Some flowers can recover with remarkable speed after a major accident, such as being walked upon by humans.
Scientists found that species including orchid and sweet pea could re-orient themselves in 10-48 hours after an injury
These plants are able to bend, twist and reposition their stems to ensure that they reproduce.
But others such as buttercups fail to bounce back after damage.
The remarkable abilities of some flowers to recover quickly from serious injury, have been previously overlooked by science, say the authors of this new work.
Researchers looked at 23 native and cultivated flower species in the UK, Europe, Australia and North and South America.
They examined species which had suffered accidents and they also carried out experiments where the flowers were tethered at either 45 or 90 degrees off their normal orientation.
For many flowers, their ability to reproduce depends on the careful alignment of their sexual organs or stigma and their nectar tubes in order for a visiting pollinator to help them make seeds.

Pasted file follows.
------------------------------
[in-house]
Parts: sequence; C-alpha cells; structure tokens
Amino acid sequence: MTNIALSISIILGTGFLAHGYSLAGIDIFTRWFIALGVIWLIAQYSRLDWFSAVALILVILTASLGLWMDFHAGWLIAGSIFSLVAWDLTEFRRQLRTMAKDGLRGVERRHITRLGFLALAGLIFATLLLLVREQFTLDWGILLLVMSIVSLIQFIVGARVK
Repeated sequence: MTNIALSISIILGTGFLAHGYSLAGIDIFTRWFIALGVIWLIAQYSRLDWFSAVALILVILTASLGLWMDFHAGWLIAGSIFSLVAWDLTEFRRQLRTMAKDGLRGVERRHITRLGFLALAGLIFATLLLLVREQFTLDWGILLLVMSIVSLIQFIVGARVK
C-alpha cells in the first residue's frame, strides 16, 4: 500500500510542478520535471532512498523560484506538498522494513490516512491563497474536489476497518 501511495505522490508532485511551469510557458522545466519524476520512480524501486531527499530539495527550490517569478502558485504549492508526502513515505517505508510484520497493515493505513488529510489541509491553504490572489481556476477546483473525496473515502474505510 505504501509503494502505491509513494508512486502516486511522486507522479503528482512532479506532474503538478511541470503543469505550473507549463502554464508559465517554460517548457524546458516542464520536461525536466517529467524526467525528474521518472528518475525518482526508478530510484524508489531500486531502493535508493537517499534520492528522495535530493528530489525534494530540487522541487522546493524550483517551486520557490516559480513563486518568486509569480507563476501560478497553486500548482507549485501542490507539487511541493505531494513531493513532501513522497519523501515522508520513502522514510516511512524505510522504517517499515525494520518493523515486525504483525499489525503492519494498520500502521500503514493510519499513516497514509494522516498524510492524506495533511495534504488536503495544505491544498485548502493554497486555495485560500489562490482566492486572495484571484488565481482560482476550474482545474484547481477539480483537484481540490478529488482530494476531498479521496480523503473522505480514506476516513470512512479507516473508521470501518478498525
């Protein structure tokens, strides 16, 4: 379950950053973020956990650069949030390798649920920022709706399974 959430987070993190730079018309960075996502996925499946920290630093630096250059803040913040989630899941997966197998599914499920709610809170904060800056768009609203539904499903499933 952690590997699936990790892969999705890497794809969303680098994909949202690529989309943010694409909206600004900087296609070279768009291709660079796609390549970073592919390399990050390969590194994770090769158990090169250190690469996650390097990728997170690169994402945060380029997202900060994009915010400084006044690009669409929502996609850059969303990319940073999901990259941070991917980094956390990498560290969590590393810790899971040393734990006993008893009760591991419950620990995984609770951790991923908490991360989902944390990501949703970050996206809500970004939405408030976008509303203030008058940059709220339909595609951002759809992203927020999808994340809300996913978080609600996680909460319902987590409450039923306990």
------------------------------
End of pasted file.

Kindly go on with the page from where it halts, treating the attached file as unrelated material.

The scientists found that when these species were damaged, they could accurately reposition their sexual organs.
"The common spotted orchid does it largely by just bending the main stem," said Prof Scott Armbruster from the University of Portsmouth who led the research.
"It's pretty quick, within a day or two, it's reoriented its main stem so that now all the flowers are in the right position," he told BBC News.
"The slightly more interesting ones were where each individual flower re-orients on its own, by the sub stem, that's what's called the pedicel connecting the flower to the main stem, and that is bending or twisting. And that's what you see with aconitum."
These rapid recovering species were usually bilaterally symmetrical flowers, which is where the left and right hand sides mirror each other. Examples of these types of flowers include snapdragon, orchid and sweet pea.
Other species, termed radially symmetrical, such as sunflower, petunia, buttercup and wild rose have far fewer abilities to bounce back. Even if they lose their orientation, they are still capable of reproducing.
"The ones that do it are the ones where it matters. And the ones that don't do it are the ones where it doesn't really matter," said Prof Armbruster.
"The radially symmetrical flowers like clematis had a nice radially symmetrical flower. And the same with passion flower, and they don't bounce back. We tether them and they just stay there or they might change position but not in a way that corrects their position."
The research has been published in the journal New Phytologist.
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